“This partnership with ANDA is an important milestone, that not only contributes towards the HWSETA meeting its mandate, but will also offer significant benefit to the communities within the Alfred Nzo Municipal District,” concludes Ms Mbane.
Johannesburg, 5 March 2016: Unless South Africa ramps up its annual training of artisans to 30 000 a year by 2030, the country’s requirement for artisans in the construction, engineering and other relevant sectors will not be met and the impact will be felt in the sustainability of these industries and very importantly, economic growth. The decline in the training of artisans started in the mid-1980s and by 2013 was identified as an urgent priority for the country.
The revival of artisan training is one of the stated priorities of the Department of Higher Education and Training (DHET). To this end, artisan training has become a key performance area for South Africa’s 21 Sector Education and Training Authorities (SETAs) with each SETA having committed to a target figure of trained artisans.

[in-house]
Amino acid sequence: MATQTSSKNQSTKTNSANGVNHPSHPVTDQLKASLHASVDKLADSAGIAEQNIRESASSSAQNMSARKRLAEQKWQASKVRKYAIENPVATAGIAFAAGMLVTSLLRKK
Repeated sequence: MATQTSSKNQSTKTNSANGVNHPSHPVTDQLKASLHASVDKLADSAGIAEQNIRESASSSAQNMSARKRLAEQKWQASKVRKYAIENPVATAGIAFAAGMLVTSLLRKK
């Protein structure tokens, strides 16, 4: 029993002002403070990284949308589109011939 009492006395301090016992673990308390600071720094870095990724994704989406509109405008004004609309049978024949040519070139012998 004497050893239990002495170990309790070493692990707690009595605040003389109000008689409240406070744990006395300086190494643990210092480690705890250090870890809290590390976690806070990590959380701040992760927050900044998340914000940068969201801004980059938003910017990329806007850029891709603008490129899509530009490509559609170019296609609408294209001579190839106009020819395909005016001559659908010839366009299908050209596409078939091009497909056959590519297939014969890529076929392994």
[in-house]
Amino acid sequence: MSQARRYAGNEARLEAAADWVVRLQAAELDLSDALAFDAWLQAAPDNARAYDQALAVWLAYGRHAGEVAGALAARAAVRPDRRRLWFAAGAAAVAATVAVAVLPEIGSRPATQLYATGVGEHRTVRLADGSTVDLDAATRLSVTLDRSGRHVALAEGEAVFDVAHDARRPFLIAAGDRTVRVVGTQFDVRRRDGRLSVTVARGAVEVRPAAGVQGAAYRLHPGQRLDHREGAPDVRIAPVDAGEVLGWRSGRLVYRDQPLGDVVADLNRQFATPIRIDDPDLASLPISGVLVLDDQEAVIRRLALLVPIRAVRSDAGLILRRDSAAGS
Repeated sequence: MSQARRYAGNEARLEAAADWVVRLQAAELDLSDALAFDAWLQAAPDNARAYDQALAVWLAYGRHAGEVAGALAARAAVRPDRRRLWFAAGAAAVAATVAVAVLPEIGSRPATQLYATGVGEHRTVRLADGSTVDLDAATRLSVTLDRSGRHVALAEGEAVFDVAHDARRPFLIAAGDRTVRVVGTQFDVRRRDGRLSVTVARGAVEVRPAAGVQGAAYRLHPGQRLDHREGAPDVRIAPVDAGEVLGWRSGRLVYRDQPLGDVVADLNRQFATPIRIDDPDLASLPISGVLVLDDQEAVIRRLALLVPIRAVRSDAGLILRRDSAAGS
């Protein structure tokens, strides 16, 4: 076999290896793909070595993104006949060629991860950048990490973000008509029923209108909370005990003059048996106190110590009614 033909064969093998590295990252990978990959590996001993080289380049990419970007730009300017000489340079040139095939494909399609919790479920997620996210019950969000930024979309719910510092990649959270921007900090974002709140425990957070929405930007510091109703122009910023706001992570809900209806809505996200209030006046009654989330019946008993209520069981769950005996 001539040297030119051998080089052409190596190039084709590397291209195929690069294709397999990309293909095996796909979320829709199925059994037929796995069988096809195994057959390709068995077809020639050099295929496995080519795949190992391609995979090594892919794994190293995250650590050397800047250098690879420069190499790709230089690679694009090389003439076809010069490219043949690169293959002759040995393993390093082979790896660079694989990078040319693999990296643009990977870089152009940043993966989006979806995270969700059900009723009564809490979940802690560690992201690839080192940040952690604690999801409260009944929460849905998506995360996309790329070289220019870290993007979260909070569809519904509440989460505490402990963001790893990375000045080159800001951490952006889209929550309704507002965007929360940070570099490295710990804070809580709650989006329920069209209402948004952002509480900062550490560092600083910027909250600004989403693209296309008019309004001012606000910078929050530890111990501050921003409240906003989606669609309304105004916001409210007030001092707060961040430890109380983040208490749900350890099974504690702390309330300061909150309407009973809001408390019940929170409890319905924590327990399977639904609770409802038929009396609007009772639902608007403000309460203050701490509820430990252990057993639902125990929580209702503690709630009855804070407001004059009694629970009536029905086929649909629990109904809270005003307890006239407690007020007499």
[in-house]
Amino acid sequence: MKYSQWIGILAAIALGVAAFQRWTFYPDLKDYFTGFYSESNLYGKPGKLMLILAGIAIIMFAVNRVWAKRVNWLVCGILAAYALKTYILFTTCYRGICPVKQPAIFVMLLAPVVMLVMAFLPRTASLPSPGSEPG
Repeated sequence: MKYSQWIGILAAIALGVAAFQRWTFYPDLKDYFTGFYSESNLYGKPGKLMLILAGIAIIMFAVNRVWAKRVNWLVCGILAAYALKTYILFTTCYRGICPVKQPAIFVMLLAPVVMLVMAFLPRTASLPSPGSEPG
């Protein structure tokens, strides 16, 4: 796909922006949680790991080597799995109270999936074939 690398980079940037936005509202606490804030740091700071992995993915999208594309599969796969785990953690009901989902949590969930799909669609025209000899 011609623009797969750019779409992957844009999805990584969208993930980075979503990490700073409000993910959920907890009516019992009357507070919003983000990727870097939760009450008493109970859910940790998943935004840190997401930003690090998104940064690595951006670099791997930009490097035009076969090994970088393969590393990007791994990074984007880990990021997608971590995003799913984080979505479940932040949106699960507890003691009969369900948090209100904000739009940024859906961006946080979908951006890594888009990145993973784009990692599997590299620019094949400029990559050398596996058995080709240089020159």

In 2013, the Health and Welfare SETA (HWSETA) partnered with the Swiss-South African Cooperation Initiative (SSACI) to train 100 out-of-school, unemployed young South Africans with skills in demand by employers and institutions in the health and social development sectors. The successful completion of trade tests by 68 of this group was celebrated at a function hosted in Johannesburg on 5 March 2016.